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Mills Returns To Her Strength With 'Woman'

October 25, 1987|CONNIE JOHNSON

On the current album "If I Were Your Woman," Stephanie Mills returns to the type of music she performs best: unfiltered R&B. And it's paid off. The album has gone gold, and it's spawned two Top 10 black hits: the gospel-edged "I Feel Good All Over" and the funky, dance-oriented "Puttin' a Rush on Me."

In the past, Mills has attempted to do the kind of pop-laced material that Whitney Houston and Diana Ross do--but Mills met with a less than chart-busting response from her core audience of black fans.

"I realize that R&B is what I do best, and I'm comfortable with that," says the 28-year-old vocalist. "I don't know how to cross over, and that's OK because I'm satisfied with my audience. I'd like to have mass appeal, but not at the expense of what I am and what I do best."

Mills can't figure why pop radio has been resistant to the material from her album. "If they can play (L. L. Cool J's) 'I'm Bad,' they can play 'Puttin' a Rush on Me,' " she noted during a recent interview.

Mills' manager (and sister-in-law) Cassandra Mills is often credited with persuading the singer to abandon that pop direction and return to what Mills referred to as the basics. "She's tried to surround me with producers and composers who will let me collaborate and contribute my own ideas," Mills said.

The singer also thinks that many of the career gains she's made recently are due to Cassandra's managerial savvy. "I've had a lot of highs and lows in my career. But Cassandra has a great rapport going with my record company (MCA Records) and together we've made incredible strides. The fact that she's family just means there's added commitment."

The fact that so few black performers employ black management is one issue raised by civil rights groups in recent criticism of the music business.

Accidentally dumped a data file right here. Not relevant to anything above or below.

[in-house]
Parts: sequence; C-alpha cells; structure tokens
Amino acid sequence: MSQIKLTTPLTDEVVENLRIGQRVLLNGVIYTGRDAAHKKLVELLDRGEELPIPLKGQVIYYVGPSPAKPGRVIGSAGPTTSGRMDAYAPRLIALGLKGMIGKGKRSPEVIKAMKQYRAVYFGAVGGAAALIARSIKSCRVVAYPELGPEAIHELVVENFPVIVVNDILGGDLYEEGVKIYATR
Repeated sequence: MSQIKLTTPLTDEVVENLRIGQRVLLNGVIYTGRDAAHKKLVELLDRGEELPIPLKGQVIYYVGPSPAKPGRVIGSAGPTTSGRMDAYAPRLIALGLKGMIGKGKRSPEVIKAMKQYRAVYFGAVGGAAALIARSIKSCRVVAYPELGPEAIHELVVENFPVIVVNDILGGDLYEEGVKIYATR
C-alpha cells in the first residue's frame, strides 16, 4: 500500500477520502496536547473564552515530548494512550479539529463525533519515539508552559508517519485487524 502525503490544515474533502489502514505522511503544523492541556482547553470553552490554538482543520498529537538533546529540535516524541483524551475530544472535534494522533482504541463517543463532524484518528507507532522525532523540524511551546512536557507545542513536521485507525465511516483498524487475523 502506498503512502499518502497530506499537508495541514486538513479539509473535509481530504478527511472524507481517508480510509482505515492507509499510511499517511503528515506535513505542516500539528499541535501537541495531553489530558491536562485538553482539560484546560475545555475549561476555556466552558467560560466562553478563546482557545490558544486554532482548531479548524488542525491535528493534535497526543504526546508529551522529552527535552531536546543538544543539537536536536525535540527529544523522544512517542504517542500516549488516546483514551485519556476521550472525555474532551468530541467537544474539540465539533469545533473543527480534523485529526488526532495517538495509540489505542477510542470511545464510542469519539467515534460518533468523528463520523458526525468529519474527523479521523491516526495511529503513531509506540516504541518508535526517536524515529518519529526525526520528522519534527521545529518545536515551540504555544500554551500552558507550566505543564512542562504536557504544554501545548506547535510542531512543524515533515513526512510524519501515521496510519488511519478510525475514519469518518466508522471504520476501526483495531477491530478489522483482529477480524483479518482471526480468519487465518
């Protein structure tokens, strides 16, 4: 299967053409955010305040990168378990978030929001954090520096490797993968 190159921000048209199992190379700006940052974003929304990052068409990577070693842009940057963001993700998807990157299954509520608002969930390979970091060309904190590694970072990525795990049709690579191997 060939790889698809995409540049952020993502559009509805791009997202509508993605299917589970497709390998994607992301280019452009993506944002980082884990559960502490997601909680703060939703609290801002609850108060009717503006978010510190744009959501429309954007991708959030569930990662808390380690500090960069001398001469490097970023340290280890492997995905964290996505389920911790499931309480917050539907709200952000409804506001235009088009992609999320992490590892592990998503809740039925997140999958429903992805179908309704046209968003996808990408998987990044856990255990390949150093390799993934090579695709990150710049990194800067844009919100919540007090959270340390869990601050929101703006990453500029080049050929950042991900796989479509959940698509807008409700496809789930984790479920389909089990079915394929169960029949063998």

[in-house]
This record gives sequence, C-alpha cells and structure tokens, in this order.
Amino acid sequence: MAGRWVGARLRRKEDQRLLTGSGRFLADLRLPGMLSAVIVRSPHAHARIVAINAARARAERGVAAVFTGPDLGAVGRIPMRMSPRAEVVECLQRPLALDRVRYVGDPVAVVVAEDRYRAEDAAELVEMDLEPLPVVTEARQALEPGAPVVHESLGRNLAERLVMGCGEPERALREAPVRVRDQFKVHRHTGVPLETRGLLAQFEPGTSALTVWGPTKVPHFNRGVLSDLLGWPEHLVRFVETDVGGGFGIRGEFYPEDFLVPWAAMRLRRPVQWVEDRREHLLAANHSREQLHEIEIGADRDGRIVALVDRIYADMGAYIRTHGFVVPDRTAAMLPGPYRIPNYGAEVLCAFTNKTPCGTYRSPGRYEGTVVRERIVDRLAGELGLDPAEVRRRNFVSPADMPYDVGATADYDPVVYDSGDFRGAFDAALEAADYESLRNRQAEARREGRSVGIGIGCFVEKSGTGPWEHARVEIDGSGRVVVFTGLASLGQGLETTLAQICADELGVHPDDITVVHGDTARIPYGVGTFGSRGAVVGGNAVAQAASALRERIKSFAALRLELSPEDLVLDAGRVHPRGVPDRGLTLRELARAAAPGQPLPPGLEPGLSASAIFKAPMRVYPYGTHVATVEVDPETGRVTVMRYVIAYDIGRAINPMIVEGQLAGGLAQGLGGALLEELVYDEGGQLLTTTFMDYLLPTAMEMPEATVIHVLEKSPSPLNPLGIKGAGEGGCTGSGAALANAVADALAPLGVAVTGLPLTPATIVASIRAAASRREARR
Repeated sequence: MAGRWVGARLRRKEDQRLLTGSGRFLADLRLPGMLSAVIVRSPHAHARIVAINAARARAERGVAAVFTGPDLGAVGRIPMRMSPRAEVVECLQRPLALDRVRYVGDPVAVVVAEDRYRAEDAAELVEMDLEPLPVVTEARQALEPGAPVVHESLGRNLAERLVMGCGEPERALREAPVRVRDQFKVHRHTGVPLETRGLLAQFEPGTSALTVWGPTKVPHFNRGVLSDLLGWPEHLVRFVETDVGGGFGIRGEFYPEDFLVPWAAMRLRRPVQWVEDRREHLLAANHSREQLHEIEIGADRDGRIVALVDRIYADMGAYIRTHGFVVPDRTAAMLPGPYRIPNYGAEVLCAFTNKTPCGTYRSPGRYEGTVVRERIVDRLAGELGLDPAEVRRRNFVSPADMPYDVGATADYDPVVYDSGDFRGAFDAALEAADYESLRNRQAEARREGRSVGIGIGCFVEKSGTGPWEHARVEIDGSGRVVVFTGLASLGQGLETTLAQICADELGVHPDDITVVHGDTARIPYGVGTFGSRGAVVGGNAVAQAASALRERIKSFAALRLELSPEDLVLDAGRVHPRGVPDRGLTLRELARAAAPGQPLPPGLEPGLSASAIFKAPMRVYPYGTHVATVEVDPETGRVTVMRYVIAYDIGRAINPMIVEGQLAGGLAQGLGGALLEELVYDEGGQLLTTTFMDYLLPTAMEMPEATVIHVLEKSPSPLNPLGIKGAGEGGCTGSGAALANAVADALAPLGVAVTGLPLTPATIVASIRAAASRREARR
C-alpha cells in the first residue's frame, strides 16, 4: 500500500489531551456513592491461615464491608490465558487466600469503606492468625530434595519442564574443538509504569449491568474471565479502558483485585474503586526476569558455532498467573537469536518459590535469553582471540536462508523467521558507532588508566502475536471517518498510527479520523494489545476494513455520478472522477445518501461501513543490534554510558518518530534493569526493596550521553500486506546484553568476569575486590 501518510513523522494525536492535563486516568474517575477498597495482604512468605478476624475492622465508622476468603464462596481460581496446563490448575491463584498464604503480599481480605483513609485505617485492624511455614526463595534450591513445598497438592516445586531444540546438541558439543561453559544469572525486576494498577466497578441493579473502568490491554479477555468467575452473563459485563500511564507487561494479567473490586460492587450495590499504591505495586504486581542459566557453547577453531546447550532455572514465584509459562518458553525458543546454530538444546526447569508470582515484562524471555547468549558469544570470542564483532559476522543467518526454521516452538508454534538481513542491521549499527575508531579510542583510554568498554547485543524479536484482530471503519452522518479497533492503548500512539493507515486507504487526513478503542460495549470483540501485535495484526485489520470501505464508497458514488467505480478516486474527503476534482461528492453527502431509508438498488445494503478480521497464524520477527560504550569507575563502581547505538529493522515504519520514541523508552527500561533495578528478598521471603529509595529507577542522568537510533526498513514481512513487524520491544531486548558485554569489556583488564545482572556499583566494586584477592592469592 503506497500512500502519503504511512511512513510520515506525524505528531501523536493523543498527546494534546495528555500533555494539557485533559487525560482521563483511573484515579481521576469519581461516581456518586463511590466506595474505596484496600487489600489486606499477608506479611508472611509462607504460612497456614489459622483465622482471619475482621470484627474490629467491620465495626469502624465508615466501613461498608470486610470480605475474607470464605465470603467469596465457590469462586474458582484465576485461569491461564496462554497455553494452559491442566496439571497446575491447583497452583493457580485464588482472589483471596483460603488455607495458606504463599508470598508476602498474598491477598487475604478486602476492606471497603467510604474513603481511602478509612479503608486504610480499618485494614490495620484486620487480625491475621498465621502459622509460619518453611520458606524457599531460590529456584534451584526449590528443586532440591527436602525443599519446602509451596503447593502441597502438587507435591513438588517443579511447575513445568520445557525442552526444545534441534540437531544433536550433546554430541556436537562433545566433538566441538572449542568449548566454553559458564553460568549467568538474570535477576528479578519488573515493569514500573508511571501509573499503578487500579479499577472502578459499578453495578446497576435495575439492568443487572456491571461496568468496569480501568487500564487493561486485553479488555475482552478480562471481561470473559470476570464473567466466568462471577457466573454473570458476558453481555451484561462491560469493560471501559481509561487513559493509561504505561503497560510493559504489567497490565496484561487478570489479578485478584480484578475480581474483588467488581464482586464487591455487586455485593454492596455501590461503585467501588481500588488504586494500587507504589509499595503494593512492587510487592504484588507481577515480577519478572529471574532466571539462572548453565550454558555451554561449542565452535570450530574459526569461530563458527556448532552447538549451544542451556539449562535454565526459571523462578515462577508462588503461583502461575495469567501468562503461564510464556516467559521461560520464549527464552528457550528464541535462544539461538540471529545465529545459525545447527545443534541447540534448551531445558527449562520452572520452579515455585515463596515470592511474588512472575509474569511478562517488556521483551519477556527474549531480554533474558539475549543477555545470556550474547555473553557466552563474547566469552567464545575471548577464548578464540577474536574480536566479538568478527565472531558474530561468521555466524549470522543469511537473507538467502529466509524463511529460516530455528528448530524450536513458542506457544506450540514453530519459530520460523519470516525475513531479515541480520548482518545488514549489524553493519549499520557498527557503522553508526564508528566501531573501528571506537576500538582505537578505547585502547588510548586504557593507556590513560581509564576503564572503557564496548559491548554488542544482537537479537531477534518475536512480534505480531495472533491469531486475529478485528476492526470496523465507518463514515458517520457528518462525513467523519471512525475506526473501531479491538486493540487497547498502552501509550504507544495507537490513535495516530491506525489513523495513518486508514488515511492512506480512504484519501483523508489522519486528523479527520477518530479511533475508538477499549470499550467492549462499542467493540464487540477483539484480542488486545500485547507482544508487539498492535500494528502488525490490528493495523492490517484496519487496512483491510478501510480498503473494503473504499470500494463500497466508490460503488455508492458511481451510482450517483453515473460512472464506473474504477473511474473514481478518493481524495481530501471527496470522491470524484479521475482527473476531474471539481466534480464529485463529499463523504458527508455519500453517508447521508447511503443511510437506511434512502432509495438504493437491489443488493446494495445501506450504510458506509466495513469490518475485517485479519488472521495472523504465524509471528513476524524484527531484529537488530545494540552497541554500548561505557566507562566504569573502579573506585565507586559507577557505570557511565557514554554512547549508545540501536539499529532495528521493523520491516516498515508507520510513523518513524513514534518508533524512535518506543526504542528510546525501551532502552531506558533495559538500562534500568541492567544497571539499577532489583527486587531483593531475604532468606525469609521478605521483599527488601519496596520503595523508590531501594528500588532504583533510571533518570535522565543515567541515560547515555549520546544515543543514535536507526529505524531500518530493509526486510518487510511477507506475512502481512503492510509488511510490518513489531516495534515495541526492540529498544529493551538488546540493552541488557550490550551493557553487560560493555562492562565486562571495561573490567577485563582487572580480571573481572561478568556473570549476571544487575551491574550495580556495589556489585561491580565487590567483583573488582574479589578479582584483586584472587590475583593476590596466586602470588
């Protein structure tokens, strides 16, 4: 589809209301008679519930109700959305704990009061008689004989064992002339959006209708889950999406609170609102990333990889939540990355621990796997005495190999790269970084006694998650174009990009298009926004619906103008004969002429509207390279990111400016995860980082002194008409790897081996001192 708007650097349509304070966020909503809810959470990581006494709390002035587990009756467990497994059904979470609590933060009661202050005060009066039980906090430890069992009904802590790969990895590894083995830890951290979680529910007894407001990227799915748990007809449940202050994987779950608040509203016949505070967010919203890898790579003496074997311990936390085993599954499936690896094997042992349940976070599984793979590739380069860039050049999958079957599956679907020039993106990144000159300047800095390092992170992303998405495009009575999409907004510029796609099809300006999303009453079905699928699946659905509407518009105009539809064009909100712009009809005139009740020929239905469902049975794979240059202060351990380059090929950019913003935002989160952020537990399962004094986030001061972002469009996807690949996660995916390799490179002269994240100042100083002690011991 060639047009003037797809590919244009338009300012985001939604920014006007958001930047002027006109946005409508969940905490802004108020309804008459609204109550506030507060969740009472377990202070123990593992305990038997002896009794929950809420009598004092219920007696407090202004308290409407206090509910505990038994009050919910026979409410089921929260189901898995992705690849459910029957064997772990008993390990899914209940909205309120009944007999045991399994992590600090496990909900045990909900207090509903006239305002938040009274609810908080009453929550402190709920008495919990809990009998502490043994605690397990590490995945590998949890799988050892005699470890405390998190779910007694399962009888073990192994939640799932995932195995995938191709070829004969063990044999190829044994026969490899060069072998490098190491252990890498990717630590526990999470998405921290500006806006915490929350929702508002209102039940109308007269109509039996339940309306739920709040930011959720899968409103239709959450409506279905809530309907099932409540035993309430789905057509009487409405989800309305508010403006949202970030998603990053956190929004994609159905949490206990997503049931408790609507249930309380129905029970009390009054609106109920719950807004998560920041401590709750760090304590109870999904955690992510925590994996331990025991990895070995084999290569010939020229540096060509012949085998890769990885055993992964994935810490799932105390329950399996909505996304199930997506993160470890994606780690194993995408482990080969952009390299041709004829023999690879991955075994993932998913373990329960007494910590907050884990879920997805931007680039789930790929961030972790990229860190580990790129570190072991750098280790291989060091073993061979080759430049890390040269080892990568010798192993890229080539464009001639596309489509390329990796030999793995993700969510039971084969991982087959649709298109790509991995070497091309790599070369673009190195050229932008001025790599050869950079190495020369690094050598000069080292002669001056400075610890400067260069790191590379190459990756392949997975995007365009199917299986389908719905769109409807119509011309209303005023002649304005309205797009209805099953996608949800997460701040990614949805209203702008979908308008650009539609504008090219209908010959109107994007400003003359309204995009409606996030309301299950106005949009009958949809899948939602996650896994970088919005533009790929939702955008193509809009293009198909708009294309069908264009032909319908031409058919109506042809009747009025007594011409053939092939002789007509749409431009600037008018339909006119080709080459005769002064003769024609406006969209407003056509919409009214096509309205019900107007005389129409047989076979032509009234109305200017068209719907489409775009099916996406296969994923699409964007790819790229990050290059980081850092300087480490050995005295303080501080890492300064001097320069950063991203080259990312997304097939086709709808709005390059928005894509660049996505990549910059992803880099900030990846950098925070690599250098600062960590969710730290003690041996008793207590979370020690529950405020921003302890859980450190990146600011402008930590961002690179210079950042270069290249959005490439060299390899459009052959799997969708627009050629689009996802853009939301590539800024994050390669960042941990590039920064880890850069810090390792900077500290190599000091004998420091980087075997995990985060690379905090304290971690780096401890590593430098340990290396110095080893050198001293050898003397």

Mills' view: "I'd like to see more of us utilize black representation. I'm not saying hire black people because they're black. But there are qualified black managers, promoters and publicists out there, so why not pool our talents?"

Mills believes that the reason her current album is a hit is because "it captured the personal side of me. I'm not just singing words. I've really lived the songs on that album."

The sense that Mills was projecting her personal conviction into "I Feel Good All Over" is largely what gave that first single from the album its slow-building fervor and impact. Written by Gabriel and Annette Hardman, the song has the same type of soul-based conviction heard on her past R&B ballad hits "Feel the Fire" (a torrid 1981 duet with Teddy Pendergrass) and last year's "I've Learned to Respect the Power of Love."

Said Mills, "Those are the type of ballads that I can really sink my teeth into. My audience goes crazy over songs like that, so I let them dictate the kind of music I record." She added that re-teaming with Pendergrass on another blockbuster ballad is also worth considering. "He's my ultimate duet partner. I'd love the opportunity to work with him again."

Mills, who recently headlined the Universal Amphitheatre, credits her Broadway background for giving her the confidence she projects on stage. The native New Yorker appeared in the 1968 Broadway musical production "Maggie Flynn." Seven years later she was playing Dorothy in the Tony-award winning "The Wiz."

"Even though I'm a woman now, people still think of me as Dorothy," observed Mills, who's planning to appear in a Broadway musical version of "To Sir With Love" once she's completed her current concert tour. Being on stage is one aspect of the entertainment business that she enjoys the most: "Onstage, you can be anything you want to be. In concert, I might project a different side of myself, but I wouldn't do anything I'd be embarrassed of."

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